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Unit system still on tap for Oct. 1

Nothing has changed with county engineer Darren Capps’ plan to convert the operation and maintenance of the county’s road and bridge system to a “unit system.”

Capps said that road and bridge employees, as well as shop mechanics and those in the engineer’s office, would report to work in Andalusia on Oct. 1 under the new system.

By then, it will have taken about nine months to make the transition from a commissioner-controlled system to one under the leadership of the county engineer. Commis-sioners voted 3-2 in January in the hopes it could alleviate some of the economic stress and save approximately $250,000 annually by reducing the size of the road equipment fleet.

However, the sale of that road equipment was postponed due to a lagging economy and the need to use the equipment to repair damages sustained during heavy rains in March and April.

With less than four weeks left until the Oct. 1 deadline, county engineer Darren Capps said crews are still working to repair those damages.

”On Oct. 1, we will start the day under the unit system,” Capps said. “We had all hoped it would be sooner, but I feel better knowing we didn’t jump into it. Some wanted to, but I feel like I have a better plan to put into play.”

Capps said the county would be divided up into a northern division and a southern division, with three crews per division — two light maintenance crews and one heavy maintenance crew. There will be a countywide bridge crew, a sign crew, an herbicide crew, a patch crew and employees for the shop and the engineer’s office. There will also be one employee who operates a fuel truck.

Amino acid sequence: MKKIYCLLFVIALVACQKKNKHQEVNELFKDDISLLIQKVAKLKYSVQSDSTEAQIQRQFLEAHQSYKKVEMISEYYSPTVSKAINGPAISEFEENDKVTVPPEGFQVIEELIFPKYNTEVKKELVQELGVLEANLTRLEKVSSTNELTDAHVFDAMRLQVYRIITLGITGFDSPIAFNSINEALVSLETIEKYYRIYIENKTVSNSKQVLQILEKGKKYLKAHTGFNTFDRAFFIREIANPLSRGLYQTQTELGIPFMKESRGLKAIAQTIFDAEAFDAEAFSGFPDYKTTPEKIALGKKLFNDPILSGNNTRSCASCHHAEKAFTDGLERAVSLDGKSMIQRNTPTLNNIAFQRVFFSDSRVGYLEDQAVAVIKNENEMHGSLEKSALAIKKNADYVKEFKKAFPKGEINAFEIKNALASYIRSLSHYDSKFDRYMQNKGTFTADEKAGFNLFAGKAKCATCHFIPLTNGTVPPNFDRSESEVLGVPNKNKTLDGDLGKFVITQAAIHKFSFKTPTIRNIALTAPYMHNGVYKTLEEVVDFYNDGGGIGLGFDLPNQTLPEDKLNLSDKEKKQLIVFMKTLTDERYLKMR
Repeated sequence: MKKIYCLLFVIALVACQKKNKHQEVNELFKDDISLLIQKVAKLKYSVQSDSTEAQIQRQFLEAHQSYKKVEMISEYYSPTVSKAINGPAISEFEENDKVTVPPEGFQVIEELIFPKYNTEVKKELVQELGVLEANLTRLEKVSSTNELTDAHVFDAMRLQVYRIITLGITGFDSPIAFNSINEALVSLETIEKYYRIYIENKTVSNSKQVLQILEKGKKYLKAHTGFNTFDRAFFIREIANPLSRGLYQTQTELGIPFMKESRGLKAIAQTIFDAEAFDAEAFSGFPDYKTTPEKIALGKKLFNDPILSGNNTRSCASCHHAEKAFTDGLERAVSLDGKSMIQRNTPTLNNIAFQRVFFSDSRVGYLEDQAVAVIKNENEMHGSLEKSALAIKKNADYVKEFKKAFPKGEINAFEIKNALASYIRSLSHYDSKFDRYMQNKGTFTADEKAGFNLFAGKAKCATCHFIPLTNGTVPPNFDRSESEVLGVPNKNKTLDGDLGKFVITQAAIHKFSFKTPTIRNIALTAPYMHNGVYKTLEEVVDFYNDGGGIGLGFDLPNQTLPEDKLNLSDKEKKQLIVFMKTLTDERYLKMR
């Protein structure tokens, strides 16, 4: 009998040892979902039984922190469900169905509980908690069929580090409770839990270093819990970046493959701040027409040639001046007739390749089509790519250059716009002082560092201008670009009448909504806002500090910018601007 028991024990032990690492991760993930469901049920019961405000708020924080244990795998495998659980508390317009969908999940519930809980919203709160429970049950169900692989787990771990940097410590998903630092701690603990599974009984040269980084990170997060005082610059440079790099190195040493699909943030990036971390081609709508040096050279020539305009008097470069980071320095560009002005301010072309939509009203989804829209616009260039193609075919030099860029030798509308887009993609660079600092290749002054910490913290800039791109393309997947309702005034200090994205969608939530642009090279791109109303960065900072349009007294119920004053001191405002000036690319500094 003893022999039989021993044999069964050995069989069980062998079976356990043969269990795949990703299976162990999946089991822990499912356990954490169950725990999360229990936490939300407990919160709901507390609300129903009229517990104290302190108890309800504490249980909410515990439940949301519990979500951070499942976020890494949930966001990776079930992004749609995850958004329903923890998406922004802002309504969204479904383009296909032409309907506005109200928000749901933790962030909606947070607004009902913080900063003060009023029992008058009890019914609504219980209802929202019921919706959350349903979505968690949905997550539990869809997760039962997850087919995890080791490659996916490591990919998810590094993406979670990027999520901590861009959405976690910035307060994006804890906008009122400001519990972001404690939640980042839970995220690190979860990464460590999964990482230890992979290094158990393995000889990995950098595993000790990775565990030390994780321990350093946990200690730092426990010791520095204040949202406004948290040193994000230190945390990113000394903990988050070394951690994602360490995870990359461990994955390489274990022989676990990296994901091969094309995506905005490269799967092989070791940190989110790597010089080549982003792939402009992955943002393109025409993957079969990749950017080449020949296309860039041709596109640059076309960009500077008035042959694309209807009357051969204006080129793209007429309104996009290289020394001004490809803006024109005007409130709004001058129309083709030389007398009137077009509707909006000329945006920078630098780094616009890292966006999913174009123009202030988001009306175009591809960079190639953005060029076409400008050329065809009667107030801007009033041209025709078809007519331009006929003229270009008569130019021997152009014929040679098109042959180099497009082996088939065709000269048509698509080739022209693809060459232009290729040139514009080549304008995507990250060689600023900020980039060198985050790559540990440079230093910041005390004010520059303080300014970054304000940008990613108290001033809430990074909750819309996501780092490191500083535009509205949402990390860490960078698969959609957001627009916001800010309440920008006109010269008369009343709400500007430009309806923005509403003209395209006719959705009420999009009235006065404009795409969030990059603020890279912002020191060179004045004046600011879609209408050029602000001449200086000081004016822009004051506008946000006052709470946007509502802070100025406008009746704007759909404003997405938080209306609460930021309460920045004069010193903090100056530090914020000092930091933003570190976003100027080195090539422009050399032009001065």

”Think of (U.S. Hwy.) 84 as a rough dividing line,” he said. “The northern division will be made of employees from Districts 1, 2 and 4. The southern division will be made up of some of all the districts and the men in (district) 3, of course.”

Capps said employees have not been given their division assignments and that county yard shops in Red Level and Opp will be closed. The district 3 yard in Florala will remain open.

He said he “tried” to assign employees to the divisions closest to their home and each should know their respective assignment in “about two weeks.”

One thing is for certain, he said — motor grader operators will report to their graders, not to the Andalusia shop.

“That means directly to their grader not to the shop,” he said. “At 6:30 a.m., they’re on the grader and leave at 5 p.m. and go home. They know what they need to do. By doing that, there is no drive time and it means more time on the grader.”

Capps said the process would be accomplished without any new hires.

“The biggest thing people will have to get used to is when they have a complaint, they need to call the engineer’s office,” he said. “A work order will be made and given to the appropriate supervisor. He will then distribute it to the right crew.”

Capps said he plans to hold daily meetings with the two supervisors to plan work for the next day.

“After Oct. 1, there’s no more split,” he said. “We will all work together. It’s going to be an adjustment, but we have to make it work.”